5 Simple Ways to Make Your Church Stickier

For the first time in our lives, Sherry and I have the freedom to choose what church we attend. When we lived at home, our parents chose for us, and after we got married, we always attended the church I (and sometimes she) worked at. But now we are free to visit any church we want, so over the past couple of months, we have visited nine different churches.

In most cases, we have gone as anonymous visitors, and it has been an eye-opening experience. We have been surprised how difficult it is to fit in and connect at a new church. (If you know we attended your church recently, I’m obviously talking about one of the other eight.)

So this week, I thought I’d share some tips on how to attract, connect and retain new attendees: Five Simple Ways to Make Your Church Stickier. None of these ideas are new or revolutionary, but I bet you think your church is a LOT better at each one than you really are. Trust me on this; they’re not.

Let’s dive in with Simple Way One:

1. Make your church friendlier.

I’m sure you assume your church gets a pass on this one; your church is one of the friendliest churches on the planet. When you walk in, everyone says hi, you have a built in greeting time in your service when all the new people feel welcomed, and after church, people hang around forever laughing and connecting. You’ve got the friendly thing down.

Let me give you an outsider’s perspective on the friendliness of your church. When I arrive, one or two assigned people with big nametags smile and say hi. (At some churches, the assigned greeters are either engaged in conversation with someone else, grunt hello or just frown and hand me a bulletin.) Once I navigate past people in the lobby talking to people they already know, I am placed in an isolation bubble called the auditorium.

I sit with people who don’t acknowledge my presence in any way until the forced greeting time. “Turn and greet your neighbor before you sit down.” At most, someone might crack a half smile, give their name and shake my hand. Normally, I get a grimaced look, a quick handshake and a short, “Hi.” I don’t realize it at the time, but that is the last time anyone will make any contact with me at your church.

After service, I again have to navigate the lobby where people who already know each other have exclusive parties with other people who already know each other. Sometimes, I stand in the lobby looking bewildered and feeling as out of place as a bikini in a Denver snowstorm, but no one sees me.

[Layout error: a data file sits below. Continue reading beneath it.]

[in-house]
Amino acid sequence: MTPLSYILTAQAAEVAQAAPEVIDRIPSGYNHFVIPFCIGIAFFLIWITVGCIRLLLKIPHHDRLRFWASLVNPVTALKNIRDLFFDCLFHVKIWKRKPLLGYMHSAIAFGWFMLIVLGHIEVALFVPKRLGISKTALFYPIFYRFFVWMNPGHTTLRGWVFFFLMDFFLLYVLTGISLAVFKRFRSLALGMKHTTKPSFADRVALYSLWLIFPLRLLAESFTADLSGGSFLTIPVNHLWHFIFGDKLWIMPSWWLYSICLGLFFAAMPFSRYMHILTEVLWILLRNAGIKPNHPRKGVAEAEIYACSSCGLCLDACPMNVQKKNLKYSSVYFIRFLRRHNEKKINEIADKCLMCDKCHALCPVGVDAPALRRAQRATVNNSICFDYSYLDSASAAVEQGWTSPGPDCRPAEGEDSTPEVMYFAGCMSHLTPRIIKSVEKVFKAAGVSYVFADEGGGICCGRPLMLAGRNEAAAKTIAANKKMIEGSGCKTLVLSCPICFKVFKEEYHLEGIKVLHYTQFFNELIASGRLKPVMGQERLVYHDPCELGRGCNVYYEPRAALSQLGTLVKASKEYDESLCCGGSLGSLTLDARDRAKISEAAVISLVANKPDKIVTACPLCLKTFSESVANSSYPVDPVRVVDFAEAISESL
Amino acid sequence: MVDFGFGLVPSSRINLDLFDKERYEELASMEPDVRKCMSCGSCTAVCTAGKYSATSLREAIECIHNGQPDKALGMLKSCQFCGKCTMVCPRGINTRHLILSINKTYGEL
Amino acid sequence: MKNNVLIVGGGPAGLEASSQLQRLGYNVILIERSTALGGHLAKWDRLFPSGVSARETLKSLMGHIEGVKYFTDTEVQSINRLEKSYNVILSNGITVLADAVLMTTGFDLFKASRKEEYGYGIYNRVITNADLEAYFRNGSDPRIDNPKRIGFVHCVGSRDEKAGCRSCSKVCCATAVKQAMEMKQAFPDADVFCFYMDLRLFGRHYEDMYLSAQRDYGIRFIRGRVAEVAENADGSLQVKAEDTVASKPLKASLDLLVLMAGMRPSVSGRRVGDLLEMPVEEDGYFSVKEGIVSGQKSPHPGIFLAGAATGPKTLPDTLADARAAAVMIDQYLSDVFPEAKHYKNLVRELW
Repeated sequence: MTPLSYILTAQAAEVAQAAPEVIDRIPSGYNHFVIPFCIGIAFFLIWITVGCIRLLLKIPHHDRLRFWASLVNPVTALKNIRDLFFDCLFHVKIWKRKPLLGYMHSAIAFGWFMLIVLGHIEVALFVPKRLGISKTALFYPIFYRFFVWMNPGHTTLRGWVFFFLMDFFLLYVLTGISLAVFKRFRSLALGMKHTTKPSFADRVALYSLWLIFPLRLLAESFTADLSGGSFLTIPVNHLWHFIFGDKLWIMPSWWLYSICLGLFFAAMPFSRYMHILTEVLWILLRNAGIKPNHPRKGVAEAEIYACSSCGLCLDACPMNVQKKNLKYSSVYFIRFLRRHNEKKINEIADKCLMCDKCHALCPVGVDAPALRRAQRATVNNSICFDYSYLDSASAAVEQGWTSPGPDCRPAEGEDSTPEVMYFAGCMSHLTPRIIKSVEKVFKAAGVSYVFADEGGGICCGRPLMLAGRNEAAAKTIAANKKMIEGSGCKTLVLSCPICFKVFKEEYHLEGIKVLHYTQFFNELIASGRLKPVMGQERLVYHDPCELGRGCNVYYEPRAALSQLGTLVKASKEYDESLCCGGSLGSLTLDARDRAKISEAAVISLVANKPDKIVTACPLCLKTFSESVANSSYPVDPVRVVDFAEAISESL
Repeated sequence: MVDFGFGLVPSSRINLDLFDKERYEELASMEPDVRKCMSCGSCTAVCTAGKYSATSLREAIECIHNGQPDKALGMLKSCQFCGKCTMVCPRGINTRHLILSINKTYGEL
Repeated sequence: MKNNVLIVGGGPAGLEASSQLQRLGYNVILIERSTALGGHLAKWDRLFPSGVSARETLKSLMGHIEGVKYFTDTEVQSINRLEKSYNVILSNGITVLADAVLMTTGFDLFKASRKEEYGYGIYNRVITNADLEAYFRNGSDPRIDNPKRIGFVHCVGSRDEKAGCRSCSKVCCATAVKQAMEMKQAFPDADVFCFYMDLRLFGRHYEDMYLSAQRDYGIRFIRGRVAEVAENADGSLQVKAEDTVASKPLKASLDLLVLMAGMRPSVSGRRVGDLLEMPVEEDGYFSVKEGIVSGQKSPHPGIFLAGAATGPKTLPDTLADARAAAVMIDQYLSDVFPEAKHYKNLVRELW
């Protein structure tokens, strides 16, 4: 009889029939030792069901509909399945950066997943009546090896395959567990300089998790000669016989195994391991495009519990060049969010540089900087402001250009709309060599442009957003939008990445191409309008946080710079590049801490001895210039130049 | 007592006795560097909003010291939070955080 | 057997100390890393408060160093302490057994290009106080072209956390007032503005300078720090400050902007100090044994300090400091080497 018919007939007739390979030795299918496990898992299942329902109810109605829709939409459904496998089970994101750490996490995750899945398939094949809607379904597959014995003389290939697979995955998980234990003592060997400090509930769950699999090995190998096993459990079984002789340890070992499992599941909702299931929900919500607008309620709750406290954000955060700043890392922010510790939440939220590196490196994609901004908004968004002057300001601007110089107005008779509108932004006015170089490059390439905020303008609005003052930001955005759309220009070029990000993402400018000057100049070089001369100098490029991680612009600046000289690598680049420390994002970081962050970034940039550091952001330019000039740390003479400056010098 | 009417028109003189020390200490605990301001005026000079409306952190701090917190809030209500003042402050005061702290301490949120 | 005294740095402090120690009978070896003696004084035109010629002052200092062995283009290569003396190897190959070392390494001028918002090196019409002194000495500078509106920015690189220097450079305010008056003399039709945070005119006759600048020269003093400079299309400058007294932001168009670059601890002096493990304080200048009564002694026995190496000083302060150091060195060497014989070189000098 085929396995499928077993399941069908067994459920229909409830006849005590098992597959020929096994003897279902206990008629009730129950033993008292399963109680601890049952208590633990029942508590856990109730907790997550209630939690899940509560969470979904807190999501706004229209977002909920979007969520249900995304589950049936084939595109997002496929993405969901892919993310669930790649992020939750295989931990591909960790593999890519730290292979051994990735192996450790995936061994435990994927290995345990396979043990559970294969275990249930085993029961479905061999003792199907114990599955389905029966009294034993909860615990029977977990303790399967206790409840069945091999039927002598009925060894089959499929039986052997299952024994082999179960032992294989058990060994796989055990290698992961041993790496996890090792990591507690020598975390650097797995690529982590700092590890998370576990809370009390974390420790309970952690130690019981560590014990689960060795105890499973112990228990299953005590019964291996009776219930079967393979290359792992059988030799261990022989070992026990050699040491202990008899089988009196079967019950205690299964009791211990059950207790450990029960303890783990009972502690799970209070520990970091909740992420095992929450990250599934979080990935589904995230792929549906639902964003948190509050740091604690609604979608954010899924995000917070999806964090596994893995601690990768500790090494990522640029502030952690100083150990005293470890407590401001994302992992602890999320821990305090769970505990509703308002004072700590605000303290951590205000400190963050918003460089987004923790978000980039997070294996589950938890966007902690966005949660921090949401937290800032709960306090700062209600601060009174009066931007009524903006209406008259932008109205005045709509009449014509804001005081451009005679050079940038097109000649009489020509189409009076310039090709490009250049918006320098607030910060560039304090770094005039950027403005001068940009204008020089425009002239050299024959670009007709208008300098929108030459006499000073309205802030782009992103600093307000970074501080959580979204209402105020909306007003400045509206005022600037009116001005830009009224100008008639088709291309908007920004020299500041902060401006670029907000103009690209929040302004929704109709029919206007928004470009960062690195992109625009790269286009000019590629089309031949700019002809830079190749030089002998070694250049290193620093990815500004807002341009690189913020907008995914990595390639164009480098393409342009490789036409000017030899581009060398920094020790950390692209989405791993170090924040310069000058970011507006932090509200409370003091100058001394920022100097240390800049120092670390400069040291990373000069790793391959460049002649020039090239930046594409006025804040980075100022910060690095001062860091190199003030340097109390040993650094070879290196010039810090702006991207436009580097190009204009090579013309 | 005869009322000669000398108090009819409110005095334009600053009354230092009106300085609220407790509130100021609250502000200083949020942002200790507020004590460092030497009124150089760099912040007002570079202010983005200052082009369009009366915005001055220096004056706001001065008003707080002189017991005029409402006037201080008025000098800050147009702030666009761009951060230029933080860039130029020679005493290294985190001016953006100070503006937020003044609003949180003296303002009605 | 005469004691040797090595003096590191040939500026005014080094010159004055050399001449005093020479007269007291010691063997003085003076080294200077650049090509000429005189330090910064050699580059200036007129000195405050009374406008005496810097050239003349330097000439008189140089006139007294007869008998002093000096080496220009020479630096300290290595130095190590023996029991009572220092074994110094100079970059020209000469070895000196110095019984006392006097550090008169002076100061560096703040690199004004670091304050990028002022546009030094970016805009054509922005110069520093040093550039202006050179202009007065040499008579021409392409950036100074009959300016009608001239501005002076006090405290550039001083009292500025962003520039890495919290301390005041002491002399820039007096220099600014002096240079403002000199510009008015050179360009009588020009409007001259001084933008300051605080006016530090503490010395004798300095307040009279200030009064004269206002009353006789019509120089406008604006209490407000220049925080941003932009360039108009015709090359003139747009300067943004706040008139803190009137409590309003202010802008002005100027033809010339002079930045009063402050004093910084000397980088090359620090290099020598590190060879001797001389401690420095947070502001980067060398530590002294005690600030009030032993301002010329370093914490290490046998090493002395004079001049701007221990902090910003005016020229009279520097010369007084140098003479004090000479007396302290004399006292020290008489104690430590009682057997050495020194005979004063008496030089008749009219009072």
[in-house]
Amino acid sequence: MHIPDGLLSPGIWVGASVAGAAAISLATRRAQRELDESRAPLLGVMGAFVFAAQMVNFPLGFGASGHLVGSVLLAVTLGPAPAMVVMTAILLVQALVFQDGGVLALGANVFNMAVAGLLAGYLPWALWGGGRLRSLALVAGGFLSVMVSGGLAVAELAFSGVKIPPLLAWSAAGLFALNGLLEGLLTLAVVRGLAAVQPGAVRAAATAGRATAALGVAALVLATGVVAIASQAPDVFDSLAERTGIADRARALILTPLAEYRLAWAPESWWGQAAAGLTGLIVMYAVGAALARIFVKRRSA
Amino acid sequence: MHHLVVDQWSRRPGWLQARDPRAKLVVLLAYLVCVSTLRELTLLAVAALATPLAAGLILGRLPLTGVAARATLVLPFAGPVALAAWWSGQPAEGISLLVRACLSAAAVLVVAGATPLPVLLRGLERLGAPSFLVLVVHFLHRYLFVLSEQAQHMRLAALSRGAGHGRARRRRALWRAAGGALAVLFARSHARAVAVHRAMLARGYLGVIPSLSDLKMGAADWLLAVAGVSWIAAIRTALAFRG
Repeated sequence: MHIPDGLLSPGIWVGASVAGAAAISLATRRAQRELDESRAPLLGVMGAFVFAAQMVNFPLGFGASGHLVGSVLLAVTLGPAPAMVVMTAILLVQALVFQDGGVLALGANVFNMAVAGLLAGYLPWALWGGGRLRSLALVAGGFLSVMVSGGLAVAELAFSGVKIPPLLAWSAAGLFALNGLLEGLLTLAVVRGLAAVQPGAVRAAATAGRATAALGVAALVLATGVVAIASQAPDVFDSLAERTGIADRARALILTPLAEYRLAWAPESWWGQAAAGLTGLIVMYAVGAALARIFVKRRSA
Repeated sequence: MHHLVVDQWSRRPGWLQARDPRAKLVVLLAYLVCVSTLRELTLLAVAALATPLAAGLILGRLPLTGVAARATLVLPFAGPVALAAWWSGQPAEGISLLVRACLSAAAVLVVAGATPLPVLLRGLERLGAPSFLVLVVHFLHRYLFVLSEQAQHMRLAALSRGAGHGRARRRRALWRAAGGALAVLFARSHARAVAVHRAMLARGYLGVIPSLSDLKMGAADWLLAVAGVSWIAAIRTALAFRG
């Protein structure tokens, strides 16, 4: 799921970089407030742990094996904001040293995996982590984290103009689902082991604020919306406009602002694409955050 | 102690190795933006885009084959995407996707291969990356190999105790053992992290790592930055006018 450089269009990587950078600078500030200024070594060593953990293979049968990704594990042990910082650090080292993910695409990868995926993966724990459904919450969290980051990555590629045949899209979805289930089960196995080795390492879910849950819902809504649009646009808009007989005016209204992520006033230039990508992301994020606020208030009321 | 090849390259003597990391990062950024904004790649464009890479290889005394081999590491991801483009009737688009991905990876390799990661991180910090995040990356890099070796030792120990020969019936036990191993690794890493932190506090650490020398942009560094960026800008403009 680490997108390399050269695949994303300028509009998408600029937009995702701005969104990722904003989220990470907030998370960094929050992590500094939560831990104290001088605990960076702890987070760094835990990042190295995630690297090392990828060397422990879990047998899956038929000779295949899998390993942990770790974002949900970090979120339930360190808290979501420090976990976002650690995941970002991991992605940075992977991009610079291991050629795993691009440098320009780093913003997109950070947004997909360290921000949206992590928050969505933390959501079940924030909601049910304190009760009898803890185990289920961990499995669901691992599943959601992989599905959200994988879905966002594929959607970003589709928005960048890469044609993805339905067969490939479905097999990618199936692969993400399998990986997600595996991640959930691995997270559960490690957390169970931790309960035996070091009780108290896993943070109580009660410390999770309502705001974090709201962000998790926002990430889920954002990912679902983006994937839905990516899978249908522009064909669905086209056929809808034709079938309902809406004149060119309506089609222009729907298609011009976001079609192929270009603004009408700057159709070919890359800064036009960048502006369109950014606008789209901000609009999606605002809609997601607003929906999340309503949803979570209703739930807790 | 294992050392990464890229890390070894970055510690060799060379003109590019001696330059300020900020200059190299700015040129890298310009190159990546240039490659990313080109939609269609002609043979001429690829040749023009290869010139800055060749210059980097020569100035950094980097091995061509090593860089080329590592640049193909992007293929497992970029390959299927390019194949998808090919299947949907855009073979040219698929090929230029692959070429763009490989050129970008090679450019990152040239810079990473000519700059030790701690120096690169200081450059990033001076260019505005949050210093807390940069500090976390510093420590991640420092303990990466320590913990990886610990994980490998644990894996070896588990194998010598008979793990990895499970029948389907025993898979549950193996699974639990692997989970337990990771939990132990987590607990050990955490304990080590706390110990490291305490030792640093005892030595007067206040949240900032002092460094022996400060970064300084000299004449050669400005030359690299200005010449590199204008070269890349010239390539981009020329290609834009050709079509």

Finally, I find my way back to the car feeling more alone than I did when I arrived. And in case you think it’s because I’m an introvert, my extroverted wife feels the same. Feeling alone and disconnected is the one experience we’ve had at almost every church we’ve attended.

So how do you make your church friendlier? Here are a couple of ideas (most of these I stole from others):

Teach on hospitality.

Take a weekend (or a month) and teach your congregation how to be hospitable at church, in the workplace and at home. Hospitality has always been a hallmark of Christianity, so we need to teach on it.

Create a “gorilla greeter” team.

Get as many people as possible to be gorilla greeters. Their job is to make sure they talk only to people they don’t know for the first ten minutes after they arrive and for the first ten minutes after the service is over. They don’t need lanyards or nametags (in fact, that would defeat the purpose). Their job is to find people who seem disconnected and figure out how to connect them.

Adopt a “neighborhood.”

Divide your auditorium into sections and get leaders to adopt a section as their neighborhood. They commit to attend the same service each week, sit in their neighborhood, and watch for new people who sit in the section. They become the small group leader of that section.

Give the greeting time a purpose or kill it.

Find a way to make the greeting time in your service purposeful. Why are you doing this? How can you make it more effective? Is it accomplishing the purpose you designed it for?

How has your church worked on friendliness? What has worked and not worked?

1
2
3
4
5
Previous article12 Characteristics of a Spiritual Entrepreneur
Next articleExposing Children to Family Life
Geoff Surratt
Geoff has served on the leadership teams at Seacoast Church and Saddleback Church, and as Managing Director of Exponential. He is the author of several books, including Together: A Guide for Couples in Ministry written with his wife Sherry. Along with writing, Geoff coaches churches and leaders around the U.S. and in Europe. Geoff lives in Denver, Colorado. Twitter: @geoffsurratt

Get the ChurchLeaders Daily Sent to Your Inbox